So, anyway, why am I talking about this? Because my day is intrinsically tied to being a stay at home mother, and it is something I don't talk about very much.

After Lucy died, my mothering was kind of more of like a cocoon-ing. We watched a lot of television. Curled under blankets. Only went to the playground when I was certain others were not there. We walked around the alleys of our neighborhood, if you can call them alleys. We snarled at people. We painted for hours and hours and hours a day. Or cooked. Or cleaned together. Sometimes we took three baths. I don't know. Beatrice and I talked a lot. Read books and talked, or told stories, or stared at the ceiling. Yes she could barely form a sentence, but that was comforting to me. All my emotions needed to be summed up in succinct sentences that a two year old could understand. It helped uncomplicate my head. "Mommy is sad because Lucy died." Can't get much more straightforward and true than that.

This fall I decided to be more intentional with my parenting and teaching. I ordered a number of homeschooling books, and wonderful books about incorporating nature and ritual into your daily lives. All in all, it has been transformative for both of us--spiritually, intellectually and emotionally. We love what we are doing now, so here is our day:

I usually wake up at 6:00 am, shuffle downstairs. I set my coffee up the night before and have it on a timer, so it wakes me with the aroma. I pour myself coffee, take my thyroid medication. I let the dog out, shuffle to the computer, and read blogs/answer emails. (I am pretending that this is a perfect, normal day of the week day where my husband has already left for work. And that we are home all day, but mostly, we have something every day.) He leaves around 6a, so sometimes I get a quick snuggle and smooch in before he is off. The kids usually wake up around 6:30 or 7:00 am, so I get a few minutes checking My Face, and Twitter and all that. When they wake, I have to go get Thor. Beezus will come downstairs. I set up her orange juice the night before, so if she does wake before me, she can get her own juice and hang out until I wake up. When the kids come downstairs, I change diaper for Thor. I nag Beezus to use the potty about a thousand times before she actually will grab her crotch and scream that she has to use the potty. RIGHT NOW. And she runs off to potty. Sometimes I let television be on for a half hour or an hour, if I am feeling particularly bleary-eyed. During that time, Thor is in his bounce-y thing, and I usually do the crossword while she watches her morning stories. I always call my sister at this time and we talk for a few minutes. Every. Morning. If I am needing to talk to my mother, I call her too.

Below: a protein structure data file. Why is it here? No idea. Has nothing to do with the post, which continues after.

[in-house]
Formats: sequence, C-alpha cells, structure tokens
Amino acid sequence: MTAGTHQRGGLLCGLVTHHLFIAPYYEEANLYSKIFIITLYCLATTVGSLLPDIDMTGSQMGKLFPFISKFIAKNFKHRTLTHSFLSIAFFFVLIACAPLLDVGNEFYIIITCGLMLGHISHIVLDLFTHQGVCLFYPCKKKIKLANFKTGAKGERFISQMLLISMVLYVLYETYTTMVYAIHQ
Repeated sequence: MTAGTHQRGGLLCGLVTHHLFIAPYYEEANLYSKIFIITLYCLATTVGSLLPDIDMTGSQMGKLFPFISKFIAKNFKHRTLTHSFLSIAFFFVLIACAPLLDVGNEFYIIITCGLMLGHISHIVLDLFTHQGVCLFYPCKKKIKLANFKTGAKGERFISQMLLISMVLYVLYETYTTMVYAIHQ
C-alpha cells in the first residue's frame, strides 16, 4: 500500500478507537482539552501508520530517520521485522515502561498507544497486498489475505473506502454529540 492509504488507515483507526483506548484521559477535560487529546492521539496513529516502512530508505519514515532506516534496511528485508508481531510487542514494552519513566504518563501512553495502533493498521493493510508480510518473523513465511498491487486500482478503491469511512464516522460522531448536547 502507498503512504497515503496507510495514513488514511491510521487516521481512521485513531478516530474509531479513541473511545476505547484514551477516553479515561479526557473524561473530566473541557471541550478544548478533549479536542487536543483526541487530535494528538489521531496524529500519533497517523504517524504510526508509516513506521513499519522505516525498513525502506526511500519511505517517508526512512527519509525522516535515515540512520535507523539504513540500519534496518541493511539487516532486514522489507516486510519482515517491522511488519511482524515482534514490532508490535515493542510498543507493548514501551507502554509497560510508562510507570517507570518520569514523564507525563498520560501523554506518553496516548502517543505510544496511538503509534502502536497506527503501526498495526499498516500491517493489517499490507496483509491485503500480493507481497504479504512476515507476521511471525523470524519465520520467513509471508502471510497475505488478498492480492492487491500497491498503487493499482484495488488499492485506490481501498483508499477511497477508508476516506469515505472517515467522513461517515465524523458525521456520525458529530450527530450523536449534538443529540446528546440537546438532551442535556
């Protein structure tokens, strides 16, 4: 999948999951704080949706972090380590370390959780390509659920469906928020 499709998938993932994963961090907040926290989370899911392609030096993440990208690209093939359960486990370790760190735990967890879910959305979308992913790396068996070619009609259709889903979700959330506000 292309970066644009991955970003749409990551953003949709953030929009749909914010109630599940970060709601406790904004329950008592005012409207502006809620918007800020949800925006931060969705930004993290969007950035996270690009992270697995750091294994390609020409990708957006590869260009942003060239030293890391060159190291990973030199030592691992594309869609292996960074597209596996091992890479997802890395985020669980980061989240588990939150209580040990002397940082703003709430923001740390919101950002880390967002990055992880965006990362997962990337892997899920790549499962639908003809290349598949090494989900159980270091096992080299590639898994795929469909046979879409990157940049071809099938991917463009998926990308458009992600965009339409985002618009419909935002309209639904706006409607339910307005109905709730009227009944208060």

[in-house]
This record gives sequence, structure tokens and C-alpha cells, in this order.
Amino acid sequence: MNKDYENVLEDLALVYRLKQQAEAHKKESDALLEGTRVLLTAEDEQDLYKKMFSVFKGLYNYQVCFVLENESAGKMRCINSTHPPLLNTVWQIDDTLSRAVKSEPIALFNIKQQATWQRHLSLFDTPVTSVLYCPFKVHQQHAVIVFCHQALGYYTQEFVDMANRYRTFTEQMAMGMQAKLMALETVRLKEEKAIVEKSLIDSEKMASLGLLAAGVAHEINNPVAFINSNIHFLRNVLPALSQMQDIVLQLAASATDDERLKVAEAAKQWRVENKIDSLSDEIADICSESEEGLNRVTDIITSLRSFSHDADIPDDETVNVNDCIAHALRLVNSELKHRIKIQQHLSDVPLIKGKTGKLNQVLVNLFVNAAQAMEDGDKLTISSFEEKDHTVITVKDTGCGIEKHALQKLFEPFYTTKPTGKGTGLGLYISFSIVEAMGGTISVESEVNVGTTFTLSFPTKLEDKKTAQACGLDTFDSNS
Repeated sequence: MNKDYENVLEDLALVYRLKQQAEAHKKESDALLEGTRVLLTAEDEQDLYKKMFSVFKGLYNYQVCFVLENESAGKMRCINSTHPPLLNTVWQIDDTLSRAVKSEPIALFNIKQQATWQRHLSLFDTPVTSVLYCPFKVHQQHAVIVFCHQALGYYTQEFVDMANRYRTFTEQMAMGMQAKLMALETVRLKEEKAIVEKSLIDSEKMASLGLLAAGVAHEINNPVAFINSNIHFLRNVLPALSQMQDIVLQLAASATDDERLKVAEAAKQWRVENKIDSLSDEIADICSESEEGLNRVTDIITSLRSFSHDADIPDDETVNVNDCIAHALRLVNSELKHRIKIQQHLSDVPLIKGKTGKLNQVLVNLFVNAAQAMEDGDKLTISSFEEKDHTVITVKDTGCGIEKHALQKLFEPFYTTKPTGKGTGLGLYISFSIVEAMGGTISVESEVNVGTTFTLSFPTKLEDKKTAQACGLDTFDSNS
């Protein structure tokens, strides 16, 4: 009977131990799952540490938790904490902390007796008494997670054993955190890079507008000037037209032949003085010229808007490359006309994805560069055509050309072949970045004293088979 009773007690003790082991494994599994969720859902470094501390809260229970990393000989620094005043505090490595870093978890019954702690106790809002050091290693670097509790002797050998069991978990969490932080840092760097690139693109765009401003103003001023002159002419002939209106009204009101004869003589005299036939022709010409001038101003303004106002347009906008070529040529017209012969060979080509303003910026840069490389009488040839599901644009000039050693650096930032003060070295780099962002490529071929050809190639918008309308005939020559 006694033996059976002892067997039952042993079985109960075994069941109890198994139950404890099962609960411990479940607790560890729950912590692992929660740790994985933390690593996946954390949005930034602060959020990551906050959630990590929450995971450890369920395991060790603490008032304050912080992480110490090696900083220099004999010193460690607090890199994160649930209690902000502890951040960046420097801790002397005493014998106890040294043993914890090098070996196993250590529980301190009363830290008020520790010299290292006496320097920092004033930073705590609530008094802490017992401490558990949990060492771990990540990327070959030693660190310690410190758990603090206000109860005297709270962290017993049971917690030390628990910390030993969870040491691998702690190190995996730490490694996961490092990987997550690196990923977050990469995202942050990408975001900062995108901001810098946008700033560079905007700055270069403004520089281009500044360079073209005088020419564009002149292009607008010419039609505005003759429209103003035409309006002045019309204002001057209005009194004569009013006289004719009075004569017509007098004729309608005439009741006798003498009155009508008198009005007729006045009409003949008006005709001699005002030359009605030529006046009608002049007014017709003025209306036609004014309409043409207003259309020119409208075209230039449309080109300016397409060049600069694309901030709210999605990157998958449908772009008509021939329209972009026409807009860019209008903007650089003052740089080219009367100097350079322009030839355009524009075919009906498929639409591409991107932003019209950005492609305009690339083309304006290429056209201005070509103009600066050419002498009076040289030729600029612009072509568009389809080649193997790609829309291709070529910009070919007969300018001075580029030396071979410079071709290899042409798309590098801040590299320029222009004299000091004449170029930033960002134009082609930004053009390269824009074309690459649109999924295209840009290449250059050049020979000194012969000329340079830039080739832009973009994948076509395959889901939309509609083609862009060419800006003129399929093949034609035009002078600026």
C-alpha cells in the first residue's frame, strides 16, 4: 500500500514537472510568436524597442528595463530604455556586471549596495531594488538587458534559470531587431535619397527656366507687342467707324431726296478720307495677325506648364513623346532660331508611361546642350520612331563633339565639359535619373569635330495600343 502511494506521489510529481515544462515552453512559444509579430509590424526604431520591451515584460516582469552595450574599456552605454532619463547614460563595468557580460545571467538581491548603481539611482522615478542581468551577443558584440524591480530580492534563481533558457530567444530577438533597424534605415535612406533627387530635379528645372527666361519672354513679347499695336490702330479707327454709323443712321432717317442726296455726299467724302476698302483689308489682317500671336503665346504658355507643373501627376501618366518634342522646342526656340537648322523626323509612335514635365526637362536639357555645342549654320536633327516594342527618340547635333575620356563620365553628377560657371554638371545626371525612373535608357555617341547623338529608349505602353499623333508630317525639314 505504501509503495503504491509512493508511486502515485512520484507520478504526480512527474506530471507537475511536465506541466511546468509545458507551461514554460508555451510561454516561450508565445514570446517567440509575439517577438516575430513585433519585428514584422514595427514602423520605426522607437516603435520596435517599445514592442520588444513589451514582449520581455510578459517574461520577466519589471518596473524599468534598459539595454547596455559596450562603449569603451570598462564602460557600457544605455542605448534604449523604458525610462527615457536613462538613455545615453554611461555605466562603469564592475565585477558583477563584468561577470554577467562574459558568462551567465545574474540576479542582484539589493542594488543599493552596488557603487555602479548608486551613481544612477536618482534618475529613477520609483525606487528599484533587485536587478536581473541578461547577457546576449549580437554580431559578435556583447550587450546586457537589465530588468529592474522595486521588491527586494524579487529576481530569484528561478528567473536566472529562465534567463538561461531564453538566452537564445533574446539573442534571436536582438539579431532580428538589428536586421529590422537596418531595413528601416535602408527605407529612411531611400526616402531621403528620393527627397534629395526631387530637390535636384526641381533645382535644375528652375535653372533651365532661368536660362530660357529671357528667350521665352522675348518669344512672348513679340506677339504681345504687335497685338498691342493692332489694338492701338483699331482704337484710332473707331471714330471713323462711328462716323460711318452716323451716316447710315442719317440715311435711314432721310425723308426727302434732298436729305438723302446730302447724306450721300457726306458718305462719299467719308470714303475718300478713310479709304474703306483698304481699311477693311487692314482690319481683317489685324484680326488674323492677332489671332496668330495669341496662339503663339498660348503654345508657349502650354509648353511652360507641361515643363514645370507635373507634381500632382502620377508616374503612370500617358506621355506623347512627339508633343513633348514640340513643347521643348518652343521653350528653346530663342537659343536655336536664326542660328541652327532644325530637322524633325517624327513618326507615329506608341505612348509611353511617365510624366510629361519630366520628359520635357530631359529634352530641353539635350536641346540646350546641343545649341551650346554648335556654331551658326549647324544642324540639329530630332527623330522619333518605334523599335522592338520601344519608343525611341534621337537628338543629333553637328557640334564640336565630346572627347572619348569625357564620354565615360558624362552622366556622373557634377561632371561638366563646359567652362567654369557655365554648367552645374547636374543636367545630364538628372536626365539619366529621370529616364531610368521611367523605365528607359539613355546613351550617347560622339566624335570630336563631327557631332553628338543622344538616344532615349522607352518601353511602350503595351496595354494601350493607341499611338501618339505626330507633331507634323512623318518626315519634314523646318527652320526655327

We turn the television off pretty quickly in the morning. Bea and I play with Thor. We always play the three of us for some amount of time. Then we all get up and feed. I get Beezus some granola or yogurt and honey. Thor eats his cereal. I eat granola, or drink a smoothie. We wash dishes, and head upstairs. It is usually around 8 or 8:30a. We get dressed, brush teeth. I shower. I am a showering freak, so I take a shower in the morning and bath in the evening most days come hell or high water. The kids don't usually bother me. They play in their room.